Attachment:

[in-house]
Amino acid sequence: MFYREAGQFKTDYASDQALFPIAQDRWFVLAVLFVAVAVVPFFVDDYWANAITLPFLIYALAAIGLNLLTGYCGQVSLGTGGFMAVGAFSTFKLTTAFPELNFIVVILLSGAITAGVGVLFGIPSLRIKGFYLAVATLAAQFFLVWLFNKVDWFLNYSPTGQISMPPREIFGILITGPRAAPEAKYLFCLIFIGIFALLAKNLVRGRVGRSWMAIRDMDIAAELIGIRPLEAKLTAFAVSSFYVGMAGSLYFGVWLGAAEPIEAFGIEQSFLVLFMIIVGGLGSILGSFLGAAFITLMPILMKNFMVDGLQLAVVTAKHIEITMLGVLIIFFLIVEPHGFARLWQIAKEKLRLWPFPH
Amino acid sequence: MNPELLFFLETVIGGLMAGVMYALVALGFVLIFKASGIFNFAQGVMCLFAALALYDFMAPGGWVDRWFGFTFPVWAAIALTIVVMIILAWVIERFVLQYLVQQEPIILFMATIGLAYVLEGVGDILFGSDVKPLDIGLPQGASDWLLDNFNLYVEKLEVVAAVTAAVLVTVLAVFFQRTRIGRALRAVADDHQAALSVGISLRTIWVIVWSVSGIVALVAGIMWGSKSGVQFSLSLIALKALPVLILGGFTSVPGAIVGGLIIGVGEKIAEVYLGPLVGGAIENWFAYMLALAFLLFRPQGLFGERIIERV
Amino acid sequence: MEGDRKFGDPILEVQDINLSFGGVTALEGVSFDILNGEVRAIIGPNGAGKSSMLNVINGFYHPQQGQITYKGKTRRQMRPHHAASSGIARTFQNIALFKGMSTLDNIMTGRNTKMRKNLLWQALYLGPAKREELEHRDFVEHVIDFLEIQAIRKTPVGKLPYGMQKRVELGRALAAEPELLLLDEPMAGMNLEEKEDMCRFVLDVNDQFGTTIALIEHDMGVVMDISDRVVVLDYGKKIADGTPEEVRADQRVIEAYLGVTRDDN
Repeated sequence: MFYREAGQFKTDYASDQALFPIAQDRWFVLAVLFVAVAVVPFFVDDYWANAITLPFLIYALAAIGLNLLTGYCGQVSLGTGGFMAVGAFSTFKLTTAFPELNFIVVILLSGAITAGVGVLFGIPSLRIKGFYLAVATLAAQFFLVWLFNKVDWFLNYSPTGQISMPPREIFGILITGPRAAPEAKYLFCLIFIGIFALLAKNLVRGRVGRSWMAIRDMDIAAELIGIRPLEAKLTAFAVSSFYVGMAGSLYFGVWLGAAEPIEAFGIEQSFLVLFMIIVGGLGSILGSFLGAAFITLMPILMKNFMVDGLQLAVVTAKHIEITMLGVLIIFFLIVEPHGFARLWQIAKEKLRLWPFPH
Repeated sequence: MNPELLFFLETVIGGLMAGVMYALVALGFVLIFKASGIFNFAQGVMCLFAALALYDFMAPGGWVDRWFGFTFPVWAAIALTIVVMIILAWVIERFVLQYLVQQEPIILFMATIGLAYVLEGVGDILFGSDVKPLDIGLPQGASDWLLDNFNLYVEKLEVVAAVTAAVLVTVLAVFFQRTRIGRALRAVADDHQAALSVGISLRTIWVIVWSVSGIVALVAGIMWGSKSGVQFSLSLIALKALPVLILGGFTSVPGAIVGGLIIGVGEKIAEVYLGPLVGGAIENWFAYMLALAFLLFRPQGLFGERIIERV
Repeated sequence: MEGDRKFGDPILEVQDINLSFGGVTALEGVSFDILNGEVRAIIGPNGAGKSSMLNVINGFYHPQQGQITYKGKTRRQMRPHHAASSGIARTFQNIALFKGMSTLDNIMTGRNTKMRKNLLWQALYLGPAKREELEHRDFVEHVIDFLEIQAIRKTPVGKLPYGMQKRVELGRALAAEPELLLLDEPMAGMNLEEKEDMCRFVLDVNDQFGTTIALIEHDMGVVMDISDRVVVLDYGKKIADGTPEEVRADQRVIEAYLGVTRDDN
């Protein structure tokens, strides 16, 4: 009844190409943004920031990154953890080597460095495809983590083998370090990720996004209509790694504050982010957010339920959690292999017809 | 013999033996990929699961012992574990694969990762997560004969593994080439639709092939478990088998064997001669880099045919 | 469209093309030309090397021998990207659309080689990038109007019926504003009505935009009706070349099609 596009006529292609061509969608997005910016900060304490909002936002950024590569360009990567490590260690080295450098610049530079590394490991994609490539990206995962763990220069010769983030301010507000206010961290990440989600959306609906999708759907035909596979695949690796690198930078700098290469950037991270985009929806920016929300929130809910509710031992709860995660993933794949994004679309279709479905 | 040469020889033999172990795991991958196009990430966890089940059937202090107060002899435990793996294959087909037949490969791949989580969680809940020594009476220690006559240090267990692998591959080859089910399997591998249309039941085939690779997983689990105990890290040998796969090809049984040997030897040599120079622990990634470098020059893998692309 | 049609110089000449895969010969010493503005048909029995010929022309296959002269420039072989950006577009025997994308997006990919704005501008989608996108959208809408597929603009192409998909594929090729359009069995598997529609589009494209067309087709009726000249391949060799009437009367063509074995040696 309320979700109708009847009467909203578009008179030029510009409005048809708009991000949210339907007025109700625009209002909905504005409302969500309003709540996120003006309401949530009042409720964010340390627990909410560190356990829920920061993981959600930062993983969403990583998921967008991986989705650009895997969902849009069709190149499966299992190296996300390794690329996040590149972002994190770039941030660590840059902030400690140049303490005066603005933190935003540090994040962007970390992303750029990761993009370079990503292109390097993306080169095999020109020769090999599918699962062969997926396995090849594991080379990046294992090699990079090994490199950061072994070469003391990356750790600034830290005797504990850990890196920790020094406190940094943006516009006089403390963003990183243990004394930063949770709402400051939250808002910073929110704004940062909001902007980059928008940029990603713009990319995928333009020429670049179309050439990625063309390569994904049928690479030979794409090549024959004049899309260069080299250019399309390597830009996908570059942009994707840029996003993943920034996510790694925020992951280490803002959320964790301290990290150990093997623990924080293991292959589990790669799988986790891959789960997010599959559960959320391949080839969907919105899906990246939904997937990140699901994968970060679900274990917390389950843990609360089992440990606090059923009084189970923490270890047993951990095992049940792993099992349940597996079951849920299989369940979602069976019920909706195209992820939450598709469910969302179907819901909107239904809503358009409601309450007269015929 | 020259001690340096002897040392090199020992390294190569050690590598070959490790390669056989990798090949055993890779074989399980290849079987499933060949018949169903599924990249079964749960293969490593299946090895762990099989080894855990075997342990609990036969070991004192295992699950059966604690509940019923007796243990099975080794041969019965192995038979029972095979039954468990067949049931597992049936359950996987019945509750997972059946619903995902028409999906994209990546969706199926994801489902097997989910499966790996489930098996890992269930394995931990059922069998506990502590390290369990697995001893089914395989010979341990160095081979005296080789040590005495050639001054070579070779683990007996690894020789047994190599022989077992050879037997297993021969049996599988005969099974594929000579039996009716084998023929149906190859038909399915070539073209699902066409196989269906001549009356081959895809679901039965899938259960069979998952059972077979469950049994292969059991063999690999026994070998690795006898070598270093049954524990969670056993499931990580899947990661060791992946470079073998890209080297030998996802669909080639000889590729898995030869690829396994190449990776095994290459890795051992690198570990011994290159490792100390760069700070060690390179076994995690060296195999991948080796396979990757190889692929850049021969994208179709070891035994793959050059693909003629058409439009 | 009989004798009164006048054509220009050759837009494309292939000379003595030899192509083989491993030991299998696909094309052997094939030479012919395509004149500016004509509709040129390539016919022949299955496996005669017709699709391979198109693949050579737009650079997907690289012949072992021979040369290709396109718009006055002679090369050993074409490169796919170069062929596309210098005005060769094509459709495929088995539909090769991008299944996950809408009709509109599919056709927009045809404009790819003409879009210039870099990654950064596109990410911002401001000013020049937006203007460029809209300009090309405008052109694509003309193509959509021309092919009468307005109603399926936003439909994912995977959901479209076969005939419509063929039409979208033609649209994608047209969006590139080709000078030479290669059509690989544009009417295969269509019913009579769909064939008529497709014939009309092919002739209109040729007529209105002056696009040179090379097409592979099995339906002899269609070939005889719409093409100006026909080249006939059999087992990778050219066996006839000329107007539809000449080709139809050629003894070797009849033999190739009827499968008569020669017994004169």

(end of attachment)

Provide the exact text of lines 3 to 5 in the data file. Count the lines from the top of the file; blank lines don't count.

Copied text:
Amino acid sequence: MNPELLFFLETVIGGLMAGVMYALVALGFVLIFKASGIFNFAQGVMCLFAALALYDFMAPGGWVDRWFGFTFPVWAAIALTIVVMIILAWVIERFVLQYLVQQEPIILFMATIGLAYVLEGVGDILFGSDVKPLDIGLPQGASDWLLDNFNLYVEKLEVVAAVTAAVLVTVLAVFFQRTRIGRALRAVADDHQAALSVGISLRTIWVIVWSVSGIVALVAGIMWGSKSGVQFSLSLIALKALPVLILGGFTSVPGAIVGGLIIGVGEKIAEVYLGPLVGGAIENWFAYMLALAFLLFRPQGLFGERIIERV
Amino acid sequence: MEGDRKFGDPILEVQDINLSFGGVTALEGVSFDILNGEVRAIIGPNGAGKSSMLNVINGFYHPQQGQITYKGKTRRQMRPHHAASSGIARTFQNIALFKGMSTLDNIMTGRNTKMRKNLLWQALYLGPAKREELEHRDFVEHVIDFLEIQAIRKTPVGKLPYGMQKRVELGRALAAEPELLLLDEPMAGMNLEEKEDMCRFVLDVNDQFGTTIALIEHDMGVVMDISDRVVVLDYGKKIADGTPEEVRADQRVIEAYLGVTRDDN
Repeated sequence: MFYREAGQFKTDYASDQALFPIAQDRWFVLAVLFVAVAVVPFFVDDYWANAITLPFLIYALAAIGLNLLTGYCGQVSLGTGGFMAVGAFSTFKLTTAFPELNFIVVILLSGAITAGVGVLFGIPSLRIKGFYLAVATLAAQFFLVWLFNKVDWFLNYSPTGQISMPPREIFGILITGPRAAPEAKYLFCLIFIGIFALLAKNLVRGRVGRSWMAIRDMDIAAELIGIRPLEAKLTAFAVSSFYVGMAGSLYFGVWLGAAEPIEAFGIEQSFLVLFMIIVGGLGSILGSFLGAAFITLMPILMKNFMVDGLQLAVVTAKHIEITMLGVLIIFFLIVEPHGFARLWQIAKEKLRLWPFPH